MGA’s Rainbow High also benefits from its own content slate. The popular animated series, which depicts relevant themes of friendship and school life, has had over 40m views on YouTube so far and recently launched on Netflix, trending as the seventh most-popular series on the streaming service on its first weekend live. Barbie content also continues to roll out from Mattel. Barbie & Chelsea: The Lost Birthday is the first Barbie movie to feature Chelsea, Barbie’s younger sister, in a starring role. In anticipation of increased demand for dolls based on the new content, Mattel has made The Lost Birthday one of the main highlights of its Toymaster window display for May (more on this on pages 70 and 72). With more kids than ever watching content via VOD (video on demand) and SVOD (subscription video on demand), supporting toy properties with webisodes, specials, movies and more is becoming a powerful marketing tool in its own right, helping kids build a strong rapport with characters before the doll ranges hit shelves, and driving kids to stores when they do.

The issue of sustainability also continues to be seen and felt in new doll launches. Zapf Creation has already announced a pledge for its packaging to be plasticfree across all its ranges by 2022, having revealed new packaging across core product ranges and new lines back in January. As mentioned earlier, I’m A Girly is developing a doll clothing line made from surplus fabric from the fashion industry, and Italian company Dimian, which is set to break into the UK dolls arena in the coming months after recently appointing SJR Associates as its UK distributor, aims to increase the amount of recycled material used in its packaging from the current 85% to 99% over the next few years.

At the same time, we’re also seeing clever use of packaging in the collectibles space that will not only cut down on the amount going to landfill, but also enhance play. Spin Master’s Hatchimals Pixie Riders come in new multi-use packaging which transforms into a backdrop, and Funrise’s BFF Bright Fairy Friends come packaged in a jar that doubles as the fairy’s home. Plenty of eyes remain on efforts to reduce plastic packaging and throwaway elements, so this kind of innovation will be very welcome indeed.

MGA must get a mention for the ongoing impressive performance of its L.O.L. Surprise! and Na! Na! Na! Surprise! collectible dolls. However, while the company very much remains the leader in the collectibles space, plenty more brands are carving out a name for themselves too. IMC’s Cry Babies brand, with its wide range of appealing characters, has translated seamlessly into the hugely popular collectible dolls range Cry Babies Magic Tears, which carries through the impressive crying function seen in the bigger counterparts. Later this year, Cry Babies Magic Tears Dress Me Up will launch, combining collectability with outfit swap-ability, in what is sure to be yet another best-selling range for IMC.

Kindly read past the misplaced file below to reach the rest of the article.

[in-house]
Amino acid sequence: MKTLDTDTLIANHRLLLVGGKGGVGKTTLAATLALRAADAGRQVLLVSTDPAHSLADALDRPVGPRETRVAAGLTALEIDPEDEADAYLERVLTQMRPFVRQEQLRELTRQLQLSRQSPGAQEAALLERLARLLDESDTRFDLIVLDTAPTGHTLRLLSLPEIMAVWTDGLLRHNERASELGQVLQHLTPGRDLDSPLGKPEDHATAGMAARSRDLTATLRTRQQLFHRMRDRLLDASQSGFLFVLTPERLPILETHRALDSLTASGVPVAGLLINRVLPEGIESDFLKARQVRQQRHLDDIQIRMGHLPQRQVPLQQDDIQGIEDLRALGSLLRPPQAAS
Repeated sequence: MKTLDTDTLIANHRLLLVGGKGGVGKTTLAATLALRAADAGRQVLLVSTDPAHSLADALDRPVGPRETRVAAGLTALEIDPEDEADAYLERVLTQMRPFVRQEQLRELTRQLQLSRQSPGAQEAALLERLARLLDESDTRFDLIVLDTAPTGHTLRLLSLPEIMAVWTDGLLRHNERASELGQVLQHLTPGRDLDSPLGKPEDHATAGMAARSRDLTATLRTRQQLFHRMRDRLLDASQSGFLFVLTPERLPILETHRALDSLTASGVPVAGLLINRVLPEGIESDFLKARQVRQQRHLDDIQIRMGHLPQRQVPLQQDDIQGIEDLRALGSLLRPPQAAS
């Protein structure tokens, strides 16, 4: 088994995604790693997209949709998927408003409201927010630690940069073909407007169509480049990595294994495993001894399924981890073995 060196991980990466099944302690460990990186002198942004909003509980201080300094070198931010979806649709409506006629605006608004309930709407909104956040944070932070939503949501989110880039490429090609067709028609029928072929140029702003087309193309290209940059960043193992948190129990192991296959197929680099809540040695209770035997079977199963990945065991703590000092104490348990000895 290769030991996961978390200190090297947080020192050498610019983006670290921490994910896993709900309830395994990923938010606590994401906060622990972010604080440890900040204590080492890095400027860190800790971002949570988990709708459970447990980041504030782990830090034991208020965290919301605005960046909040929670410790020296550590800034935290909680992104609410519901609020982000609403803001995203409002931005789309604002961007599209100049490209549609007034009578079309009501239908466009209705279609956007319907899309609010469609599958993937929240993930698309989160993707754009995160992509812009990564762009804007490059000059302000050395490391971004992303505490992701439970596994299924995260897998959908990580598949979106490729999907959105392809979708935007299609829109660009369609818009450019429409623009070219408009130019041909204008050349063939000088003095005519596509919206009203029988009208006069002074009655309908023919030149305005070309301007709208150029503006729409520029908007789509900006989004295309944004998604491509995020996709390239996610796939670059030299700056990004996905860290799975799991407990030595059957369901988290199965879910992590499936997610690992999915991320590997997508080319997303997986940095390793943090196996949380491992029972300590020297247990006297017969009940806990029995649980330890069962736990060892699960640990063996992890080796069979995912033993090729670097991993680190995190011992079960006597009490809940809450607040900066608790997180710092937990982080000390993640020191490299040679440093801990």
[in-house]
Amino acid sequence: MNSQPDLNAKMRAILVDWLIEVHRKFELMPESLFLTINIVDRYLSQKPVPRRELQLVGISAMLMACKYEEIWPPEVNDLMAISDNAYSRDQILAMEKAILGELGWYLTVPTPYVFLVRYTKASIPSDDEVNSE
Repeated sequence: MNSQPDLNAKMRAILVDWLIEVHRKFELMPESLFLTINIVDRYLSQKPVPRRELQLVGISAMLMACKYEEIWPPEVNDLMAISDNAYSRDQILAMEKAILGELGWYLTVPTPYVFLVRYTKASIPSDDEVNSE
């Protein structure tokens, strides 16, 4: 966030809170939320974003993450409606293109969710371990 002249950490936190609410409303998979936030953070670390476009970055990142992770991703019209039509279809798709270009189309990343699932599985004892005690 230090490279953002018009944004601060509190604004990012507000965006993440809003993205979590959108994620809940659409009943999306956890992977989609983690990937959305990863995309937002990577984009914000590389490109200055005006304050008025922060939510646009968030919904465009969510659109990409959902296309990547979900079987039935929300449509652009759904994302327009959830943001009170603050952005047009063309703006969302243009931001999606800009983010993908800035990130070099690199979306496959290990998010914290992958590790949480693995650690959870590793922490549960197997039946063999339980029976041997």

“We’re supporting all our launches with a full 360 approach that covers content broadcast on air, new series across all of our brands on our YouTube channel Kitoons, plus TV advertising, influencer campaigns, and eCommerce retail targeting,” says Sue Barratt. “Plus, later in the year there’ll be some exciting news as we take our content to a new platform.”

MGA is placing substantial investment behind Rainbow High, with extensive TV, PR, influencer and digital campaigns set to promote the brand’s ethos of empowering children and celebrating individuality. The campaigns follow on from the success of last year, with 2021 partnerships including UK TikTok star Gabi Faye, fashion and make up influencer Honey Rose Loves and activations with a well-known UK girl band to be announced soon.

“The Rainbow High academy campaign will also launch this summer,” adds Neil Bandtock, MD UK & Ireland, MGA Entertainment. “This will offer a series of influencer and celebrity partnerships, creative content and engaging and interactive activities for fans to get involved with across the UK Instagram account. Alongside the TV, digital and PR campaigns, the animated Rainbow High series is also set to continue, reflecting the characters’ school lives alongside a special double episode launching on Netflix in the summer.”

As a fashion-conscious brand, I’m A Girly produces plenty of high-quality product content as well as campaign images and video content, not only for its social media channels, but also for its retail partners. The company regularly receives unexpected celebrity endorsements too, most recently from Madonna and Chrissy Teigen. In pre-pandemic times, I’m A Girly organised doll styling events for kids together with its retail partners, as well as Kids4Kids design sessions. Theresia says: “We have now taken these events to the digital world and regularly host online sessions for kids around crafting, designing and creating. These events keep kids entertained and help to spark their creativity in the unprecedented times we are experiencing now, in which children might find it difficult to simply go out and meet other kids like before.”